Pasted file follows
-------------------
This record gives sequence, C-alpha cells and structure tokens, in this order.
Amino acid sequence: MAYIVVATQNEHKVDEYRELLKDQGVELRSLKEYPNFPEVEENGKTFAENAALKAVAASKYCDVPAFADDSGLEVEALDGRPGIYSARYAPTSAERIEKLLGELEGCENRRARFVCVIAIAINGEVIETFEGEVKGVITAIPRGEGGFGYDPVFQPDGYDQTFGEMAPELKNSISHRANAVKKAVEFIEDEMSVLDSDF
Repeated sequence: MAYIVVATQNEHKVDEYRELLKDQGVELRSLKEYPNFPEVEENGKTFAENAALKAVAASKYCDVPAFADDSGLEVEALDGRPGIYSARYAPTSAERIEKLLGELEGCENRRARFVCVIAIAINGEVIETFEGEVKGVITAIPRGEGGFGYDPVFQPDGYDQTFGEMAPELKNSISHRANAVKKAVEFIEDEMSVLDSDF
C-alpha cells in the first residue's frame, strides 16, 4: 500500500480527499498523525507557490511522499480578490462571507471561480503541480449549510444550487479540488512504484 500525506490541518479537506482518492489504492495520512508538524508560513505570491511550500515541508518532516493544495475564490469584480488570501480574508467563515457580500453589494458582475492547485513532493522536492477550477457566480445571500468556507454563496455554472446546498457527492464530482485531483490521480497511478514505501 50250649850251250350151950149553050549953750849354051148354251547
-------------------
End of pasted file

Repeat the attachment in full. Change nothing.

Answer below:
This record gives sequence, C-alpha cells and structure tokens, in this order.
Amino acid sequence: MAYIVVATQNEHKVDEYRELLKDQGVELRSLKEYPNFPEVEENGKTFAENAALKAVAASKYCDVPAFADDSGLEVEALDGRPGIYSARYAPTSAERIEKLLGELEGCENRRARFVCVIAIAINGEVIETFEGEVKGVITAIPRGEGGFGYDPVFQPDGYDQTFGEMAPELKNSISHRANAVKKAVEFIEDEMSVLDSDF
Repeated sequence: MAYIVVATQNEHKVDEYRELLKDQGVELRSLKEYPNFPEVEENGKTFAENAALKAVAASKYCDVPAFADDSGLEVEALDGRPGIYSARYAPTSAERIEKLLGELEGCENRRARFVCVIAIAINGEVIETFEGEVKGVITAIPRGEGGFGYDPVFQPDGYDQTFGEMAPELKNSISHRANAVKKAVEFIEDEMSVLDSDF
C-alpha cells in the first residue's frame, strides 16, 4: 500500500480527499498523525507557490511522499480578490462571507471561480503541480449549510444550487479540488512504484 500525506490541518479537506482518492489504492495520512508538524508560513505570491511550500515541508518532516493544495475564490469584480488570501480574508467563515457580500453589494458582475492547485513532493522536492477550477457566480445571500468556507454563496455554472446546498457527492464530482485531483490521480497511478514505501 50250649850251250350151950149553050549953750849354051148354251547